One of the BBC’s longest-serving journalists has hit out over the corporation’s “broken promise” to Birmingham when it closed Pebble Mill a decade ago.
Lincoln Shaw spent 30 years working for the BBC in Birmingham, rising to the role of managing editor of regional television, and still reports for Radio Devon.
The 90-year-old said he supports campaigners claiming families in the Midlands were subsidising the corporation and not getting the return they were entitled to.
Midland licence fee-payers put £942 million into the BBC last year and saw just 8.5 per cent reinvested in the region. Every other UK region sees about 50 per cent or more reinvested.
Mr Shaw, who has worked for the corporation across six decades, said he felt Birmingham was sold a lie when the BBC closed its Pebble Mill studios in 2004 – but ultimately a move to the Mailbox killed production in the region.
Today, the Midlands is the only UK region without a network television production studio – despite contributing more than a quarter of the BBC’s licence fee income.
Mr Shaw said: “I think this is a scandal, I really do. When they closed Pebble Mill, which in my opinion was a huge mistake, they were going to develop in Birmingham city centre, but they never really did. It was a ridiculous decision, looking back.”
Mr Shaw also served as a reporter and later Midland news editor during his time in Birmingham .
He started off at the broadcaster’s now-closed Broad Street offices, after beginning his career as a local newspaper journalist, and went on to work in various roles, including on Midlands Today.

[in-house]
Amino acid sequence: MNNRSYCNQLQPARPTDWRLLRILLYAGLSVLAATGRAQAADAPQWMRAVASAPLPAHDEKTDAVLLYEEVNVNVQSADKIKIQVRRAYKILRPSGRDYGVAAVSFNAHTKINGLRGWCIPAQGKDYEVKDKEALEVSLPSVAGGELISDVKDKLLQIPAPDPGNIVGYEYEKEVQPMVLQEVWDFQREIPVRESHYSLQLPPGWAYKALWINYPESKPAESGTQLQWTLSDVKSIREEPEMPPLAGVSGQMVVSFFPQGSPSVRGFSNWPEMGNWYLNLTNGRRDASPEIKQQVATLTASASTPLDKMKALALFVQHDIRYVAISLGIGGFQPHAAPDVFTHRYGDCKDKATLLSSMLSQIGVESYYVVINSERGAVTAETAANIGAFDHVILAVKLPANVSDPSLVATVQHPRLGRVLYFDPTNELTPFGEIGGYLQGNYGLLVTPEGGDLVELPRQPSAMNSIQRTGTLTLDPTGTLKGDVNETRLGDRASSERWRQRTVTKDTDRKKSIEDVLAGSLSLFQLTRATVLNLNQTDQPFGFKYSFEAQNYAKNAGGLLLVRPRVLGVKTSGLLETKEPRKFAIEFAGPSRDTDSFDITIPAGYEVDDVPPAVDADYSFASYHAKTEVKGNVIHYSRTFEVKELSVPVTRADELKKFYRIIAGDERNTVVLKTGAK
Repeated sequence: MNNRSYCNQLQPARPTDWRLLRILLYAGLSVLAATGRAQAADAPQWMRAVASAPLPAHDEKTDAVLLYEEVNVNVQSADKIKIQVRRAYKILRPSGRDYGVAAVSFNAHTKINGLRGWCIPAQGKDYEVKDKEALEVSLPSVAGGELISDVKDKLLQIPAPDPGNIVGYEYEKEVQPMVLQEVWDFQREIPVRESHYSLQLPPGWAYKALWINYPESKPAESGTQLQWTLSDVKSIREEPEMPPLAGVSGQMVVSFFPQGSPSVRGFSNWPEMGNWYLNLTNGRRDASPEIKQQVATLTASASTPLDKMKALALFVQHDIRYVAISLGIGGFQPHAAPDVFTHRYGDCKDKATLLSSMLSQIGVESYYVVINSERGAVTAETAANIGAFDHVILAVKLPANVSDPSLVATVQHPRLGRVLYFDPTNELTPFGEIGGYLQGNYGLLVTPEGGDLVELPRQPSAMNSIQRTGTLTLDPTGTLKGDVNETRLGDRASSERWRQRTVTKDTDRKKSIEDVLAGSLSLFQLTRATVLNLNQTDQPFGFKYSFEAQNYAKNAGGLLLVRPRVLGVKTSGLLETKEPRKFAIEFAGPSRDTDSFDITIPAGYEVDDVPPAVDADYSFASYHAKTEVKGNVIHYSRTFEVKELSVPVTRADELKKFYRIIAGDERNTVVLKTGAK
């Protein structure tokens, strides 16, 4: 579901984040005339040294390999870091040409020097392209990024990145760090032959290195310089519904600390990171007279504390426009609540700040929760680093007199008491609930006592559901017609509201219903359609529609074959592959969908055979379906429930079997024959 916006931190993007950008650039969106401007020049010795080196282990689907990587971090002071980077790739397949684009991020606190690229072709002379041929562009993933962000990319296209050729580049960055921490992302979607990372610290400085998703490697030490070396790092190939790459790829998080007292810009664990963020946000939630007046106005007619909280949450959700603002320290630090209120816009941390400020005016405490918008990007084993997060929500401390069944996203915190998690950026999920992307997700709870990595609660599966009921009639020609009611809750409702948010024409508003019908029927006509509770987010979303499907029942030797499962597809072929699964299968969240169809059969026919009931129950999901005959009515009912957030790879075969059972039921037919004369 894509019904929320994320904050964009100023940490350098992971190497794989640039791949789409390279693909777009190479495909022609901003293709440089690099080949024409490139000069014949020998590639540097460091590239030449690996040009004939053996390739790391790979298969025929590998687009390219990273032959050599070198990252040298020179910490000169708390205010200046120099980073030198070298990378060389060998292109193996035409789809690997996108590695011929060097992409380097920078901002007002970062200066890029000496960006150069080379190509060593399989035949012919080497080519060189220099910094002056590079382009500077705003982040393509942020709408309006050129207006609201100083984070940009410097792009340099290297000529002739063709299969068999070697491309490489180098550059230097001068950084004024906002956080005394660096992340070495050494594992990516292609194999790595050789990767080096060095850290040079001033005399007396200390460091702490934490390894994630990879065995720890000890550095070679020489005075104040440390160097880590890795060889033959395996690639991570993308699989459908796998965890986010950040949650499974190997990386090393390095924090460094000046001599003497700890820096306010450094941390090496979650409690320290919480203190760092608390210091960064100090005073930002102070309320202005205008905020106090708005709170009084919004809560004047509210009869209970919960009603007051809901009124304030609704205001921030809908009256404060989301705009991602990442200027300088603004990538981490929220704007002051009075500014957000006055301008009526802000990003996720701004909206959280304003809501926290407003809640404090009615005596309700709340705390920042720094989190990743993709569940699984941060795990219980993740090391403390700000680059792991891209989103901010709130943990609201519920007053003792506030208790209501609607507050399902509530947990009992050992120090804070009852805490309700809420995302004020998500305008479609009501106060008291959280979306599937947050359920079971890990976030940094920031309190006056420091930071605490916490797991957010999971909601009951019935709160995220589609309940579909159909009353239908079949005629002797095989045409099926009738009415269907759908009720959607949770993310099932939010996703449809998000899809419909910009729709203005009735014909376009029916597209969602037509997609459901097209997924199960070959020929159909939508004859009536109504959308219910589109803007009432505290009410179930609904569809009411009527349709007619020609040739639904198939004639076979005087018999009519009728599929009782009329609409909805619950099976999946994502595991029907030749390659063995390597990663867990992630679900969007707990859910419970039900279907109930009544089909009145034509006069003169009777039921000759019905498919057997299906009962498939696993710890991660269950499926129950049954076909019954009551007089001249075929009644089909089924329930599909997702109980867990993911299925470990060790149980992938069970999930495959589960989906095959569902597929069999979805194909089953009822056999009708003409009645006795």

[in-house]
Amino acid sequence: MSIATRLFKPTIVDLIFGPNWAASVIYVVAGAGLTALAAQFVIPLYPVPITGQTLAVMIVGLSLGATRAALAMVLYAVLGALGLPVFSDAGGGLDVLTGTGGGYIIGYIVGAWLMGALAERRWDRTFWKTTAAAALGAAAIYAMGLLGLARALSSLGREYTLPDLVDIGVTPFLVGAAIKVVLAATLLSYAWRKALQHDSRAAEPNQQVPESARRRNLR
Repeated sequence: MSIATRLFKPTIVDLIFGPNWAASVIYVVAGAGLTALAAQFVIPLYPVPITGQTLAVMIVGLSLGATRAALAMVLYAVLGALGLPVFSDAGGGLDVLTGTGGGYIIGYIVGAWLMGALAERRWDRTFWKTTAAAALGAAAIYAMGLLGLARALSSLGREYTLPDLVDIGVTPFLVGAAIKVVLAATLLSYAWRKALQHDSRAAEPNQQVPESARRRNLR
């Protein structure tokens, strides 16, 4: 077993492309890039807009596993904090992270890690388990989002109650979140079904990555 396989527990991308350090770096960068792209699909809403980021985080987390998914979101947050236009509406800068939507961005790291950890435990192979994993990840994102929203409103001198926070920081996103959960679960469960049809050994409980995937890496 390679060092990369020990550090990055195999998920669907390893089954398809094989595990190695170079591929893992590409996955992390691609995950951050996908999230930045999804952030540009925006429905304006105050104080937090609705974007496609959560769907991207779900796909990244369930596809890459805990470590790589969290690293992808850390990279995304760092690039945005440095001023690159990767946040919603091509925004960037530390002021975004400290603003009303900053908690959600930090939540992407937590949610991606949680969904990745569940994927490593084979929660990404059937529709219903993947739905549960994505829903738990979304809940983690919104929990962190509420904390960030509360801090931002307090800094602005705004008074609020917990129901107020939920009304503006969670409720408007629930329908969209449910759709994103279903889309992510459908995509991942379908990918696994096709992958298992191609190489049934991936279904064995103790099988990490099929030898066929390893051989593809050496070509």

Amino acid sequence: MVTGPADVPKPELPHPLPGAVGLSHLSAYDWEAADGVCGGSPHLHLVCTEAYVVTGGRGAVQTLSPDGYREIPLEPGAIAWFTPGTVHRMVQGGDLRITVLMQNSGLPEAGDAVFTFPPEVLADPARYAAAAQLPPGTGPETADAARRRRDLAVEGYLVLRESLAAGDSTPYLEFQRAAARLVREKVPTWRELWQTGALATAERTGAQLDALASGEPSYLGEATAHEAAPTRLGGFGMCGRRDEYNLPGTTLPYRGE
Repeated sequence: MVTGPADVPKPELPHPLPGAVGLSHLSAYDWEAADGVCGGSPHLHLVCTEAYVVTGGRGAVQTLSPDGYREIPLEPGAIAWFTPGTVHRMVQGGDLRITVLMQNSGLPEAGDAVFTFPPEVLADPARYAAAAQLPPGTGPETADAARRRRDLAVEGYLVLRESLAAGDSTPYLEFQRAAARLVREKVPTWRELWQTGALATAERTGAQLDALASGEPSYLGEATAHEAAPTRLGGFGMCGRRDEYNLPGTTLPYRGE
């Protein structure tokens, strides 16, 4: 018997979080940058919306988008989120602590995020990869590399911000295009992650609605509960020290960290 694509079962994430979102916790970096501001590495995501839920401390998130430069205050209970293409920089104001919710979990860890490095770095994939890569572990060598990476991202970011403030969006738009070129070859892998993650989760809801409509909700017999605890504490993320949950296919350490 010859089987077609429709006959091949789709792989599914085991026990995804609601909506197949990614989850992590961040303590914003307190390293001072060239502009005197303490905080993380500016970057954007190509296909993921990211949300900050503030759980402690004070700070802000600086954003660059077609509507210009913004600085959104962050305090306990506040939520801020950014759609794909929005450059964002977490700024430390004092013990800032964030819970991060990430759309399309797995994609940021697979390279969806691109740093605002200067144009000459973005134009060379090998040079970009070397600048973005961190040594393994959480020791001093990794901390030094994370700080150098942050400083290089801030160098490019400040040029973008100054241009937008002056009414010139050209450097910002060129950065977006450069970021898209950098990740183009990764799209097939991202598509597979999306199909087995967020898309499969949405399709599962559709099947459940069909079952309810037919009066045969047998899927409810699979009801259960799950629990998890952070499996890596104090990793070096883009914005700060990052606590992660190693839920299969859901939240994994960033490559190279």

He later moved to the South West, planning to wind down his career, but three decades on still files for Radio Devon.
Mr Shaw worked at Pebble Mill when it opened in 1971 and was part of a large team which produced television and radio throughout the country.
Today, the BBC makes no prime-time television in the Midlands, nor anything on BBC2, BBC3, Radio One, Two, Three or Five.
Mr Shaw believes Birmingham was sold a bright message about the future of television and radio when Pebble Mill closed in 2004, for the headquarters to be moved to the Mailbox.
However, since then, production of series like Countryfile and Coast have been shifted to Bristol and less television than ever is made here.
Mr Shaw said licence fee-payers in the Midlands should expect a return on their spending.
He said: “I think the Midlands has lost out terribly in recent years. With the sort of promises made when Pebble Mill was closed and how it ended out, it is hardly surprising Brummies are so angry.
“I think if Midland people subsidise a certain amount of the BBC then they should be entitled to see that coming back.”
The Post is campaigning for the BBC to re-invest at least 50 per cent of the licence fee money raised in this region.
That would mean investment would have to increase more than five-fold, to £470 million.
A BBC spokesman said the broadcaster was investing £23.5 million to move 200 jobs to Birmingham, including at HR operation the BBC Academy.
He added: “It’s crucial that we produce programmes and services that reflect the whole region properly and 78 per cent of people in the West Midlands say they approve of the BBC. We’re clear that BBC Birmingham will be a strong, vibrant, and sustainable base, fit for the future in a fast changing media landscape.”